One of the most talked-about media stories of 2014 was the Ebola outbreak. With the help of media outlets, Americans have become terrified the disease is going to sweep the nation. In a seemingly natural course of events, Westerners have all but cut off any travel to Africa.

This has caused a significant decrease in attendance on safaris, one of Africa’s most lucrative tourism industries. Despite minimal chance of exposure to Ebola while in safari countries, many safari companies have experienced a heavy drop in attendance. According to a survey conducted by popular Safari Bookings’ website, more than half of the 500 companies interviewed have reported a decline of 20-70% in bookings since the Ebola outbreak.

Murtaza Hasanie of Authentic African Safaris is one of those safari tour companies affected by the Ebola hype. “There’s plenty of news out there reporting the Ebola scare, but hardly any news giving relief to tourism countries like Tanzania, which has been unaffected by the outbreak” Murtaza states.

While Murtaza and other safari operators know it’s important to be informed and cautious, the probability of contracting Ebola while traveling to Tanzania is minimal. What many Westerners don’t realize is that most safari countries are on the opposite side of the continent from where the outbreak has taken place. Many Americans view Africa as one country instead of an entire continent, which leads to fear of travel to anywhere in Africa despite the significant geographical distance between the outbreak and the countries known for safari travel.

Some media outlets have attempted to put the reality of the outbreak into perspective for Americans. Vox Media released a list of dangers that pose a stronger threat to Americans than contracting Ebola. This list includes terrorism, the flu, World War III, traffic accidents and heart disease. These items all pose a much more relevant daily threat to Americans than contracting Ebola while traveling to countries like Tanzania in East Africa.

“Risk of Ebola in while on safari in Tanzania is just a total HYPE!” says Murtaza Hasanie of Authentic African Safaris. “You are as likely to contract Ebola in New York as you are in Tanzania” he continued.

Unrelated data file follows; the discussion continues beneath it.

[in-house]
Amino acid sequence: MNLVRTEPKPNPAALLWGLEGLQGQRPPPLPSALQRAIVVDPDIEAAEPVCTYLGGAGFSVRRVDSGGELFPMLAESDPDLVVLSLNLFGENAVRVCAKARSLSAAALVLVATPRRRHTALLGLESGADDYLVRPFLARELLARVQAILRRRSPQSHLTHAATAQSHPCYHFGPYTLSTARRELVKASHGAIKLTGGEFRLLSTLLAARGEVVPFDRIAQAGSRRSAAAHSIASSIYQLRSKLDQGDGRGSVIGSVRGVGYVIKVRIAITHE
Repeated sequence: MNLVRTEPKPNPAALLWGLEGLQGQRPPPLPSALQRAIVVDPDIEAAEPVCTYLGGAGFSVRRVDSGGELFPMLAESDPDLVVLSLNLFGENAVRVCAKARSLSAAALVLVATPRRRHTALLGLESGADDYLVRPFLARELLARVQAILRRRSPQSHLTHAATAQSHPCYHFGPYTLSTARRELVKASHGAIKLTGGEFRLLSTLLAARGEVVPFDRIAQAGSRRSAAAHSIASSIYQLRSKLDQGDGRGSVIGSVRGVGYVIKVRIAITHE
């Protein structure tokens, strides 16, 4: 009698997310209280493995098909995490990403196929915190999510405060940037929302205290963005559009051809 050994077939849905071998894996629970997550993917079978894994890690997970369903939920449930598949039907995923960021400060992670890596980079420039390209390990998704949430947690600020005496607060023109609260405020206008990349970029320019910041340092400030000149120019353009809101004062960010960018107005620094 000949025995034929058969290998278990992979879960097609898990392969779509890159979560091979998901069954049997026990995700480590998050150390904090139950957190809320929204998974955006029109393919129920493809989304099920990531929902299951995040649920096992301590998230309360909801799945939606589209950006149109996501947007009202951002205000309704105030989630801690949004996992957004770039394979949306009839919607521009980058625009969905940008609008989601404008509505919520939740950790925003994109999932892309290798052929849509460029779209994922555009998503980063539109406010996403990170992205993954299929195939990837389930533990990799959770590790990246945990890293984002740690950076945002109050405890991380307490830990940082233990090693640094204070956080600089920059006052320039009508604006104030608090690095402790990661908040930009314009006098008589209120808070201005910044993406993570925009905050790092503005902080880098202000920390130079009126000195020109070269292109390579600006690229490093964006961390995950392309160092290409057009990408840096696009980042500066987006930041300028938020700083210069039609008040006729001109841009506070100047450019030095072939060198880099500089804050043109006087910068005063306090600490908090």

The distance from the Ebola outbreak area to Tanzania is about the same distance as the Ebola outbreak area to New York City. The top safari countries (Tanzania, Kenya, Botswana) are more than 3,000 miles away from the Ebola-stricken countries (Guinea, Sierra Leone and Liberia). In addition, many precautions have been taken by authorities and safari employees to make sure visitors are as safe as possible. Such precautions include border entry points and preventative screening at international airports.

Murtaza wants to stress to potential travelers that Ebola “is a scary disease and should be taken seriously. But outside West Africa, the real risk for travelers is, effectively, zero.”

Another facet of the ‘hype’ is that the Ebola outbreak is coming to an end. As of January 18th 2015, the outbreak of Ebola in Mali has ended, according to Malian authorities and the World Health Organization. Yet, this hasn’t been reported on nearly as much as the initial outbreak.

While it is smart to be cautious, don’t let the fear of contracting Ebola keep you from traveling to Tanzania. The hype that has surrounded Ebola is just that: hype. Tanzania is full of natural wonders and adventures to be had free from exposure of the Ebola outbreak.

Murtaza Hasanie of Authentic African Safaris, as well as hundreds of other safari tour companies affected by the Ebola hype, hope that westerners get reassurance and facts about the outbreak, so they can continue to feel safe booking their next safari adventure.